I have realized that this aim is commonly confused with a radically different purpose which is to develop support that can improve peoples ability to design new technology and systems. As any kind of basic research, the results it produces will never be able to tell anyone what to design or create. Basic research primarily provides a deeper understanding of some phenomenon.  Instead of leading to prescriptive knowledge that could make design easier, it leads to increased complexity and from a design perspective often increased difficulty.

After being involved in basic research for many years I am more than ever convinced that it is not just necessary, it is also possible, even when it comes to a field like HCI. It is possible to study the nature of interactivity. It is possible to develop a deeper understanding of interactivity as a real phenomenon, something we, over time, can actually become better at explaining with sound and well-grounded theories and models.

For this to happen HCI research has to change some of its fundamental assumptions. For instance, HCI research has as a primary goal to lead to some form of (immediate) improvements or usefulness. In Habermas terms it is possible to say that HCI research is driven by a "control knowledge interest" and less of a knowledge interest of "understanding" or "emancipation" (which are his other two categories.  Of course, I am not saying that research with a "control" knowledge interest is not needed or should not be done. HCI is as a research field primarily aimed at improving practice so that is fine. But the field would benefit from also engaging in these other knowledge interests with a strong passion.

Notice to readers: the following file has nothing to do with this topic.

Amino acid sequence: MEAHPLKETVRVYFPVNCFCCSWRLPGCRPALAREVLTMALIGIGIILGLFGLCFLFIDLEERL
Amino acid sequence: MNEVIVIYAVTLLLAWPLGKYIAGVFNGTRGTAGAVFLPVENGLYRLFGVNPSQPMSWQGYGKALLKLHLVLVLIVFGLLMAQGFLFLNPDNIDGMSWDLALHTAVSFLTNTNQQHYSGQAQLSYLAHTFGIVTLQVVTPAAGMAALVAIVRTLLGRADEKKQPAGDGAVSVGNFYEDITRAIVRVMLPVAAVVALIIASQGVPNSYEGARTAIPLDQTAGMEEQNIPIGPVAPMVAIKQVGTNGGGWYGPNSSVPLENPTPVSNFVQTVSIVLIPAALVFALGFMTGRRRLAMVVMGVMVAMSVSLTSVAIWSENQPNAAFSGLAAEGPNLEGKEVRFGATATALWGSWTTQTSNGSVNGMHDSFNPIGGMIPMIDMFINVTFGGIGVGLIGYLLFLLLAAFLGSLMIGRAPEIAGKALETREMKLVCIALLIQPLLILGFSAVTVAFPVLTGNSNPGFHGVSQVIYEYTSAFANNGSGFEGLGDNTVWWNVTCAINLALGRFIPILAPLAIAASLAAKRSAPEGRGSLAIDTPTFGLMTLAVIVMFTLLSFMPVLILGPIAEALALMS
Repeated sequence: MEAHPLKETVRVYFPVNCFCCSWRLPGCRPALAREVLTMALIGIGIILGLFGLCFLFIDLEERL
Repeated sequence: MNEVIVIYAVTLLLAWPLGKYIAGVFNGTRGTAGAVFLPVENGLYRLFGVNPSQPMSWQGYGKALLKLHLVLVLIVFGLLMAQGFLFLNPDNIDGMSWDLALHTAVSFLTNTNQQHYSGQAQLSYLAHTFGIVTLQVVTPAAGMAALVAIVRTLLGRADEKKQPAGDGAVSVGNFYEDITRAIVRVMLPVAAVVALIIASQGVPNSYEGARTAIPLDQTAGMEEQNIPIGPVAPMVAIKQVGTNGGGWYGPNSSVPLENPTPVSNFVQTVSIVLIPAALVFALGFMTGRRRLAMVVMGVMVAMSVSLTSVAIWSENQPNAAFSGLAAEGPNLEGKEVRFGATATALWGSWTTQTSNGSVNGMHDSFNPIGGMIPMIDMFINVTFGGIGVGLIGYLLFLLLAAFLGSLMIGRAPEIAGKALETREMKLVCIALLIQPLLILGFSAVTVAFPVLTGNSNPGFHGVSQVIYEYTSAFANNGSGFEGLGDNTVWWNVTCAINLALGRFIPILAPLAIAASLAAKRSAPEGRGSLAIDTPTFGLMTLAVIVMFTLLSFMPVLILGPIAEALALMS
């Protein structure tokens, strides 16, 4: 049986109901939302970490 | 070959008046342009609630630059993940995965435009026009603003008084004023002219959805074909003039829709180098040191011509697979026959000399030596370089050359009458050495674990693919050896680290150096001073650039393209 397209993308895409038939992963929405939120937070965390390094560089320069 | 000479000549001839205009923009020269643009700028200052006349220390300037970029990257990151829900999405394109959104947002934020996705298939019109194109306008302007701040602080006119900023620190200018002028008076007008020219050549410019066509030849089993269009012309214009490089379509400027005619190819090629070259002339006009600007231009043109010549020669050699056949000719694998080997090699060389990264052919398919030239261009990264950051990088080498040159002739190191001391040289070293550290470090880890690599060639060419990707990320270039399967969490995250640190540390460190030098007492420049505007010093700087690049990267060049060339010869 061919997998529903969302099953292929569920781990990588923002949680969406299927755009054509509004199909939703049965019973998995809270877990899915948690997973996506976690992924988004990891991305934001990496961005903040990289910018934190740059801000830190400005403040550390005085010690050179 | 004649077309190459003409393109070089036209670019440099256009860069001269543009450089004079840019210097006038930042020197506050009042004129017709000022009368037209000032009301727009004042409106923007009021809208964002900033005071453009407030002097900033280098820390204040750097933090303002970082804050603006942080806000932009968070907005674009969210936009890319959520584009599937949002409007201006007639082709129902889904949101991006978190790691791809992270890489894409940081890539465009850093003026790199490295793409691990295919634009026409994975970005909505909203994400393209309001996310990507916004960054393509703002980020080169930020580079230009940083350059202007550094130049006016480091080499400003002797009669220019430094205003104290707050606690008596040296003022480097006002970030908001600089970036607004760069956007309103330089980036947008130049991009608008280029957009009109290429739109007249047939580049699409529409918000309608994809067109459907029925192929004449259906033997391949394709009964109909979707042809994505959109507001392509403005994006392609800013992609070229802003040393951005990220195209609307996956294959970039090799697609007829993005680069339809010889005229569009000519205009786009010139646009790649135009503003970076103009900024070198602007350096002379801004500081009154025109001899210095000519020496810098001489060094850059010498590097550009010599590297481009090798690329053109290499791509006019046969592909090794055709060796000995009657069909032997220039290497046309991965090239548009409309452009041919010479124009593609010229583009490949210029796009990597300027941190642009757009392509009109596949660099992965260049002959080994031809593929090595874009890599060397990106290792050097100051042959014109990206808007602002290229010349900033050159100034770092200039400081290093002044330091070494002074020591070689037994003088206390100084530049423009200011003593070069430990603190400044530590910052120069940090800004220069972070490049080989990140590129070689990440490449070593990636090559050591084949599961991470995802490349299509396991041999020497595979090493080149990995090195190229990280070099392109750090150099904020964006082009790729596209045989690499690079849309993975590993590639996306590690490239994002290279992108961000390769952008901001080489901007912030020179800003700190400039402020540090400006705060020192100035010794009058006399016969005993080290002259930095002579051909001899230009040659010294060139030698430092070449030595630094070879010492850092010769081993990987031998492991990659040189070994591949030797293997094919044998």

I am therefore both happy and proud of the work I have done with my colleague Lars-Erik Janlert about the nature of interactivity, where we did set out to do what I discussed above. We examined an existing phenomenon (interaction/interactivity) with the purpose to describe and explain its nature, to the best of our ability. Of course, we only reached so far. But I believe that it is a start that hopefully will inspire others. The result is the book "Things That Keep Us Busy -- the elements of interaction" (MIT Press, 2017)

Tuesday, March 27, 2018

One of the best books ever on design

Again I returned to the writings of David Pye. His writings have been with me since the early 80s. The nature and aesthetics of design" is one of the absolute best books ever written about design.

Monday, March 26, 2018

Interaction design, complexity, and virtuosity

One of the most preached principles in design, and particularly in interaction design, is to strive for simplicity. It is yet difficult to find any examinations of what simple really means when it comes to design (there are some good exceptions, such as Maeda and Mollerup, see references below).